Night shift work and cardiovascular disease biomarkers in female nurses.
BACKGROUND: Night shift work is associated with cardiovascular disease, but its associations with cardiovascular disease biomarkers are unclear. We investigated these associations in a study of female nurses. METHODS: We used data from the Nurses' Health Study II for total cholesterol, low-density lipoprotein cholesterol, high-density lipoprotein (HDL) cholesterol, triglycerides, C-reactive protein (CRP), and fibrinogen. The sample sizes for our analysis ranged from 458 (fibrinogen) to 3574 (total cholesterol). From questionnaires, we determined the number of night shifts worked in the 2 weeks before blood collection and total years of rotating night shift work. We used quantile regression to estimate differences in biomarker levels by shift work history, adjusting for potential confounders. RESULTS: Nurses working 1 to 4 recent night shifts had median HDL cholesterol levels 4.4 mg/dL (95% confidence interval [CI]: 0.3, 7.5) lower than nurses without recent night shifts. However, working ≥5 recent night shifts and years of rotating night shift work were not associated with HDL cholesterol. There was no association between recent night shifts and CRP, but median CRP levels were 0.1 (95% CI: 0.0, 0.2), 0.2 (95% CI: 0.1, 0.4), and 0.2 (95% CI: 0.0, 0.4) mg/L higher among nurses working rotating night shifts for 1 to 5, 6 to 9, and ≥10 years compared with nurses never working rotating night shifts. These associations were attenuated when excluding postmenopausal women and women taking statins. We observed no associations between night shift work and other biomarkers. CONCLUSIONS: We found suggestive evidence of adverse short-term and long-term effects of night shift work on select cardiovascular disease biomarkers.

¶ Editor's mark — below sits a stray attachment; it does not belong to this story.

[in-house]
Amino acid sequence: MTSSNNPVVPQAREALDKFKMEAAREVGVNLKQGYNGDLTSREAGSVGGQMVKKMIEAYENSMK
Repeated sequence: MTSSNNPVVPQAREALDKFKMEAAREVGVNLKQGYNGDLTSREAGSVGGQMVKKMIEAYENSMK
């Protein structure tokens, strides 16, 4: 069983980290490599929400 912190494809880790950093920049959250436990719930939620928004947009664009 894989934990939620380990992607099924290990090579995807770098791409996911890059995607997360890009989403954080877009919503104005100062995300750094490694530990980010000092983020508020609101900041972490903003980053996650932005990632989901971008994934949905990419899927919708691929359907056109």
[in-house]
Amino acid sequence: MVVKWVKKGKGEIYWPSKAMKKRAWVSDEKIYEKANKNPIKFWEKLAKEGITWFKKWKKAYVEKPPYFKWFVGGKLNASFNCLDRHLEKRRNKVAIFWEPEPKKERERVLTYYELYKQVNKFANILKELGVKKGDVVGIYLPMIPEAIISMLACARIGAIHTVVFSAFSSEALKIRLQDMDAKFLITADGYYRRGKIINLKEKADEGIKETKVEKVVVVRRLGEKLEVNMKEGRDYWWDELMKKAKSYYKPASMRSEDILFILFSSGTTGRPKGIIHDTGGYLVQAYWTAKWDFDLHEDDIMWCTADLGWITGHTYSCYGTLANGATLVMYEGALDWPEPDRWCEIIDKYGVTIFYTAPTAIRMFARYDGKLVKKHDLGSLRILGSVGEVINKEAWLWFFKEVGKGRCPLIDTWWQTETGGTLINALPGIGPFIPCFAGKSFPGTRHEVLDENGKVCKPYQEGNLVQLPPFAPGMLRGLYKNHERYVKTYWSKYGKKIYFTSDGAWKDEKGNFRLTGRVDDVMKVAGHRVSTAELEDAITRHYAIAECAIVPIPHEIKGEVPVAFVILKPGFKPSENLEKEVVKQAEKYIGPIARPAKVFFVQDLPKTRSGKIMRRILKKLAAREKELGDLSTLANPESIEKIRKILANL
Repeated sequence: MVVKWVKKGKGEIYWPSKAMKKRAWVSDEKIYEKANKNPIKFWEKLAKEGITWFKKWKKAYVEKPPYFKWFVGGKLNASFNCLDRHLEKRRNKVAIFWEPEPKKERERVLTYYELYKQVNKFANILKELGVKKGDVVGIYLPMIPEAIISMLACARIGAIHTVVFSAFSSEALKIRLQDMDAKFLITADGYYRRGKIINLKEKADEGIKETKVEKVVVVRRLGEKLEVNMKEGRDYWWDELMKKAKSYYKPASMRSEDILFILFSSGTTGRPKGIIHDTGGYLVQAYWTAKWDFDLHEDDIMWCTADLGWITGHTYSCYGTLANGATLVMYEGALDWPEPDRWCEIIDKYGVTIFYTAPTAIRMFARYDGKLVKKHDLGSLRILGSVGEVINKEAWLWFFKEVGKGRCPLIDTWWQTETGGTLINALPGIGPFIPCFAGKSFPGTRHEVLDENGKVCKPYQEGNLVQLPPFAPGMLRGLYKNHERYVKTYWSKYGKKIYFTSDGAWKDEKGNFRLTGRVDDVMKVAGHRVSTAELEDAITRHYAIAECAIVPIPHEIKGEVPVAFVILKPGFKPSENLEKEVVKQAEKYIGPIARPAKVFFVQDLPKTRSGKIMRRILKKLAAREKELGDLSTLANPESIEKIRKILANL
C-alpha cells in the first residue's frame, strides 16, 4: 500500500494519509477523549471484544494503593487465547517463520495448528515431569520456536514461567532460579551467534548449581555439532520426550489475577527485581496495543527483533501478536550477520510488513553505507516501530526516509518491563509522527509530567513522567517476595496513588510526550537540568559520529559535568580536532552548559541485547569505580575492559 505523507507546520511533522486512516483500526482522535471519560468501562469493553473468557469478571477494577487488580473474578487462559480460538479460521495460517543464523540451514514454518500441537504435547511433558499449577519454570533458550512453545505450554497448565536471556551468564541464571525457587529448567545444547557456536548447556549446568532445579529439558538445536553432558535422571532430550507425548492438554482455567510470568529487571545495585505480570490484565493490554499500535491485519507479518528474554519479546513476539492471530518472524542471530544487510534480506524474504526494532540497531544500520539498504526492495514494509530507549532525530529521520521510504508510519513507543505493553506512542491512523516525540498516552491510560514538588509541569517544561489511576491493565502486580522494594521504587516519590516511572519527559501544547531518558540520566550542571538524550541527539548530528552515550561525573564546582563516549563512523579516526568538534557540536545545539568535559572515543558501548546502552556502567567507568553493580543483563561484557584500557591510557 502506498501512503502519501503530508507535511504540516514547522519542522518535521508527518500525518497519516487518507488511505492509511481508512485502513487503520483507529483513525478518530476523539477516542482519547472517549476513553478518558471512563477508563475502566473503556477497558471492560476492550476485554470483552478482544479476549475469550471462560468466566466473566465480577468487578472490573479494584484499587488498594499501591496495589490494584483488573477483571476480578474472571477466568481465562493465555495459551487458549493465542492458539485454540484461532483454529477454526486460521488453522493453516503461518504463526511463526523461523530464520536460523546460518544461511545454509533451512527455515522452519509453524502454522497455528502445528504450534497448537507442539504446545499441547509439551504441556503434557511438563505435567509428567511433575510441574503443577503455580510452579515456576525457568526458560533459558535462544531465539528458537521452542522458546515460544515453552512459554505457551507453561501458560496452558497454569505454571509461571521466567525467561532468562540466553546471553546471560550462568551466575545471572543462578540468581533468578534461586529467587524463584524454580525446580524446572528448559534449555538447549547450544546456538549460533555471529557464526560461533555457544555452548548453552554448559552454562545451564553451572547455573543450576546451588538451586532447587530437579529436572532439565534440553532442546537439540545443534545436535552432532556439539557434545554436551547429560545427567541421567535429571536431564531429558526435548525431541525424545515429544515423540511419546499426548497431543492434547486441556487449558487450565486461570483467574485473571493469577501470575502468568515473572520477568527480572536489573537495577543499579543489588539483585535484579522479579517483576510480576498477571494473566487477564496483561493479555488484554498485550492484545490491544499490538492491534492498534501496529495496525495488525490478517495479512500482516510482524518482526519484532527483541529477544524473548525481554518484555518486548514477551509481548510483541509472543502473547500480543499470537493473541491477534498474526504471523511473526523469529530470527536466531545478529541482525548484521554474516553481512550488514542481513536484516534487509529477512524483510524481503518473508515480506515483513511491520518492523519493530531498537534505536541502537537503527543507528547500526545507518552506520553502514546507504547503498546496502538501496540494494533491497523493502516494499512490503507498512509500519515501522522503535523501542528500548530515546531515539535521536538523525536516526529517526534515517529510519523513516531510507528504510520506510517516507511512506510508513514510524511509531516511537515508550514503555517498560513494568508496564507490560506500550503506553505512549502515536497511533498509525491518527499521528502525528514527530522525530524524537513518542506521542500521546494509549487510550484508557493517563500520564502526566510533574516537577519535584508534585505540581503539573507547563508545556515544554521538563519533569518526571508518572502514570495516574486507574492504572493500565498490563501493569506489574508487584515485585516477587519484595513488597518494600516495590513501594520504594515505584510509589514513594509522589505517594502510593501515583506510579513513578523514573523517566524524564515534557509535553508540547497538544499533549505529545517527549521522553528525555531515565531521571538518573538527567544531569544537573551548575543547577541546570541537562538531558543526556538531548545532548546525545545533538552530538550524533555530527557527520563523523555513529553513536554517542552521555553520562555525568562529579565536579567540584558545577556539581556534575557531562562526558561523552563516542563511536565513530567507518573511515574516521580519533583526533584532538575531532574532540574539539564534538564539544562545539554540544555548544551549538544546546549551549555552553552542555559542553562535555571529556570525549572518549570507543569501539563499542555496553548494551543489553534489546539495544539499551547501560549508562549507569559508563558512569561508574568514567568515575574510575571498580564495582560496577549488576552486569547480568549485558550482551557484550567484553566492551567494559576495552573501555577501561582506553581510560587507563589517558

Johnson, CY; Tanz, LJ; Lawson, CC; Schernhammer, ES; Vetter, C; Rich-Edwards, JW
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